Writers, writing on conflict and wars in Africa
2009 (English)Collection (editor) (Other academic)
Many African countries are caught up in perennial or recurrent political conflicts that often culminate in devastating wars. These flaring conflicts and wars create harrowing economic hardships, dire refugee problems, and sustain a sense of despair in such countries. By their nature, these conflicts and wars affect writers in profound and sometimes paradoxical ways. On the one hand, literature—whether fiction, poetry, drama, or even memoirs—is animated by conflict. On the other hand, the sense of dislocation as well as the humanitarian crises unleashed by wars and other kinds of conflicts also constitute grave impediments to artistic exploration and literary expression. Writers and artists are frequently in the frontline of resistance to the kinds of injustices and abuses that precipitate wars and conflicts. Consequently, they are often detained, exiled, and even killed either by agents of state terror or by one faction or another in the tussle for state control. Writers, Writing Conflicts and Wars in Africa is a collection of testimonies by various writers and scholars who have experienced, or explored, the continent’s conflicts and woes, including how the disruptions shape artistic and literary production. The book is divided into two broad categories: in one, several writers speak directly, and with rich anecdotal details about the impact wars and conflicts have had in the formation of their experience and work; in the second, a number of scholars articulate how particular writers have assimilated the horrors of wars and conflicts in their literary creations. The result is an invaluable harvest of reflections and perspectives that open the window into an essential, but until now sadly unexplored, facet of the cultural and political experience of African writers. The broad scope of this collection—covering Darfur, the Congolese crisis, Biafra, Zimbabwe, South Africa, among others—is complemented by a certain buoyancy of spirit that runs through most of the essays and anecdotes.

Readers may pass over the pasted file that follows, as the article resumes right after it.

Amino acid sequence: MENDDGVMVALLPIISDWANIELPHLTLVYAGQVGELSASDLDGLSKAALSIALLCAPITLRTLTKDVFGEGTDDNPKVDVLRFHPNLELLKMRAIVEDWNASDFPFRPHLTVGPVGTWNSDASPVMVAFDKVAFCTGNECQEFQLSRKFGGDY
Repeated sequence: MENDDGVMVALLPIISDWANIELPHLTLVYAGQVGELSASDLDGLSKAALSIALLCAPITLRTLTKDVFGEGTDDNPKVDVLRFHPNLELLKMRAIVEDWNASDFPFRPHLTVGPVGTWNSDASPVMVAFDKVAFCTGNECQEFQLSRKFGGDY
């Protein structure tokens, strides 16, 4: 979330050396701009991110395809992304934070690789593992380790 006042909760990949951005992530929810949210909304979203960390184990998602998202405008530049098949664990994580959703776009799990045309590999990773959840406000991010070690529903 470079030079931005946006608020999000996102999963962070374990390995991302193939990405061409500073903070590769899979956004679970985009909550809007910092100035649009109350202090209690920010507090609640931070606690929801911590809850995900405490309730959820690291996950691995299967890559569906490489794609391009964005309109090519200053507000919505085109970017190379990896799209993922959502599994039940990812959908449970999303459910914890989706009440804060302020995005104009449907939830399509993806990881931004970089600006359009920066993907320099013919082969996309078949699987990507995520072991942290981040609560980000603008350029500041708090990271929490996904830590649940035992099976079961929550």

Place, publisher, year, edition, pages
London: Adonis & Abbey Publishers Ltd. and Nordiska Afrikainstitutet , 2009, 1. , 240 p.
Literature, Novels, Authors, Artists, Culture, Conflicts, Civil war, Politics, Criticism, Africa
General Literature Studies
IdentifiersURN: urn:nbn:se:nai:diva-18ISBN: 9781906704520 (print)OAI: oai:DiVA.org:nai-18DiVA: diva2:220812
CONTENTS -- Chapter 1. Introduction/Okey Ndibe and Chenjerai Hove -- PART ONE. WRITING, TELLING AND DRAWING -- Chapter 2. Contemporary Projections: Africa in the Literature of Atrocity (Aftrocity)/Yvonne A. Owuor -- Chapter 3. Writing Between the Spaces of Conflict/Okey Ndibe -- Chapter 4. Small People, Big Wars: A Personal Memoir/Chenjerai Hove -- Chapter 5. War and the Written Word/Juliane Okot Bitek -- Chapter 6. The Nigerian Writer and the Niger Delta Crisis/Ogaga Ifowodo -- Chapter 7. A Lizard Grows Another Tail: The Persistence of War in My Writing/Thabisani Ndlovu -- Chapter 8. Seasons of Tragedy and Hope/Michael Woodman -- Chapter 9. Africa's World War: A Congolese Journey/Kevin Eze -- Chapter 10. Cattle raiding in South Sudan and the shadow of war/Skye Wheeler -- Chapter 11. Preachers on the train/Munyaradzi Makoni -- Chapter 12. The journey home: suitcase or coffin?/Lauryn Arnott -- PART TWO. REFLECTIONS AND CONVERSATIONS -- Chapter 13. 'Literature on Demand?' Violence and the Literary Imagination in Contemporary Southern African Fiction in English/David Bell -- Chapter 14. 'I can speak if I want to speak... Would you hear me if I called?' The Politics of Representation and the Poetics of Reception in What is the What: The Autobiography of Valentino Achak Deng/John Masterson -- Chapter 15. Fictional Works of Ayi Kwei Armah as a Basis for Democracy and Reconstruction in West Africa/Anna Chitando -- Chapter 16. Engaging the Deaf through Song and Poetry: The Dilemma of the Nigerian Artist in a Season of Political Anomie/Hope Eghagha -- Chapter 17. Reflections on Inyenzi/Andrew Brown and Karin Samuel in Conversation2009-06-022009-05-292010-02-01Bibliographically approved